Inland Sea Dive Site (Inland Sea, Gozo)

The Inland Sea Dive Site, also known as the Gozo Inland Sea, is a very popular dive site. Basically, there’s an 80 metre long underwater tunnel that connects the Inland and the Mediterranean Sea. From the platform at the Inland Sea Dive Site, you’ll be able to see the 60 metre wide shallow semi-circular inland lagoon. You’ll also see an opening in the rock wall – this is where the underwater tunnel starts and travels out to the Mediterranean Sea.

Many keen divers head to the Inland Sea Dive Site to explore the underwater tunnel and the many small and large caves within. Beck and I aren’t divers. But, if we were, we’d certainly be keen to explore the epic Inland Sea Dive Site!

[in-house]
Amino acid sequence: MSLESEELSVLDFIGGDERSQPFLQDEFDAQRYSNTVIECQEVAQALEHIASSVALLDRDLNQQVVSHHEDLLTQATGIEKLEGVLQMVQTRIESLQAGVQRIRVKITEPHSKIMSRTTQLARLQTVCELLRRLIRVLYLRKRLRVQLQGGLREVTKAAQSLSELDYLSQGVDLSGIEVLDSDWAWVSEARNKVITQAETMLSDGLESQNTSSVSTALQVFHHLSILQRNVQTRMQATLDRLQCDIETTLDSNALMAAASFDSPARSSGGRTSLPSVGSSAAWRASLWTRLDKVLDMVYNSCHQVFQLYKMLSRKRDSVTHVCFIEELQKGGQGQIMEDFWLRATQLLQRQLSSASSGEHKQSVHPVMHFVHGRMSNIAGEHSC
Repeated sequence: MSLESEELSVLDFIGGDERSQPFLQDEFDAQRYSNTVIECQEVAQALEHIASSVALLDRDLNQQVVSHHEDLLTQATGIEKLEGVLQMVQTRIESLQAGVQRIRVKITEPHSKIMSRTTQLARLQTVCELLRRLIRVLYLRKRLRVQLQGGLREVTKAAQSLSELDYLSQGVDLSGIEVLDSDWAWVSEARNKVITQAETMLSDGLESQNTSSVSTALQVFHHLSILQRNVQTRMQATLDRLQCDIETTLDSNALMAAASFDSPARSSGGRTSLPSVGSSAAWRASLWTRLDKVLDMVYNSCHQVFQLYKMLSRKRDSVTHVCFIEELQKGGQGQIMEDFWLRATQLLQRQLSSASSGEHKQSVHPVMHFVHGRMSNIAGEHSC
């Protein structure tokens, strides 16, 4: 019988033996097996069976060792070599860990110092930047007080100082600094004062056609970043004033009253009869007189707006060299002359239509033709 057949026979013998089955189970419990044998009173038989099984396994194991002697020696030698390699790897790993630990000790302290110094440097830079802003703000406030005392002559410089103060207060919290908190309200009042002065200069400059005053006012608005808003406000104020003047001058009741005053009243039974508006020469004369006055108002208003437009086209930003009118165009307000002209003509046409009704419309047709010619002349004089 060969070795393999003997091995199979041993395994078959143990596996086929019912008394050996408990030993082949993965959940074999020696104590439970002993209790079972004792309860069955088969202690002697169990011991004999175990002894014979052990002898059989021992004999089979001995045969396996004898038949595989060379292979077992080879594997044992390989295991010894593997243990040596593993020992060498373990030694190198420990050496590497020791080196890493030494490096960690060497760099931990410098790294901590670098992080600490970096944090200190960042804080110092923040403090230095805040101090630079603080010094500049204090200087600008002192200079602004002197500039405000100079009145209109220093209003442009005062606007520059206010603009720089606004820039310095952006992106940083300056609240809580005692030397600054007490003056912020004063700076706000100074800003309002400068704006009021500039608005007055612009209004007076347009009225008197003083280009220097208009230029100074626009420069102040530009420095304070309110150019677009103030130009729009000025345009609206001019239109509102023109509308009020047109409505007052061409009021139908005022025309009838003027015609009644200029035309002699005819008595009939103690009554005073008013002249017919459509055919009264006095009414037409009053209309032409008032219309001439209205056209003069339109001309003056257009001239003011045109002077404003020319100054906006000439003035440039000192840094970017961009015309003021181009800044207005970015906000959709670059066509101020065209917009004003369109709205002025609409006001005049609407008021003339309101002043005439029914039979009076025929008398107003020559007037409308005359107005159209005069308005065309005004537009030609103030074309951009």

Inland Sea Dive Site, next to the Blue Hole, Malta

The Blue Hole in Gozo, Malta

The Blue Hole, also known as the Malta Blue Hole, is another outstanding natural attraction to see along this modified Dwejra Walk. Indeed, the Blue Hole is another popular dive site in Malta. Basically, the Blue Hole is around 10 metres wide and roughly 15 metres deep. At around a nine-meter depth, there’s an epic window that opens into the sea. Divers have been heading to the Malta Blue Hole for years to enjoy one of the best diving spots in the Mediterranean. Again, Beck and I didn’t dive on this occasion. We were simply content with admiring the marvellous coastal attraction from a nearby cliff wall.

Blue Hole in Malta, next to the Inland Sea Dive Site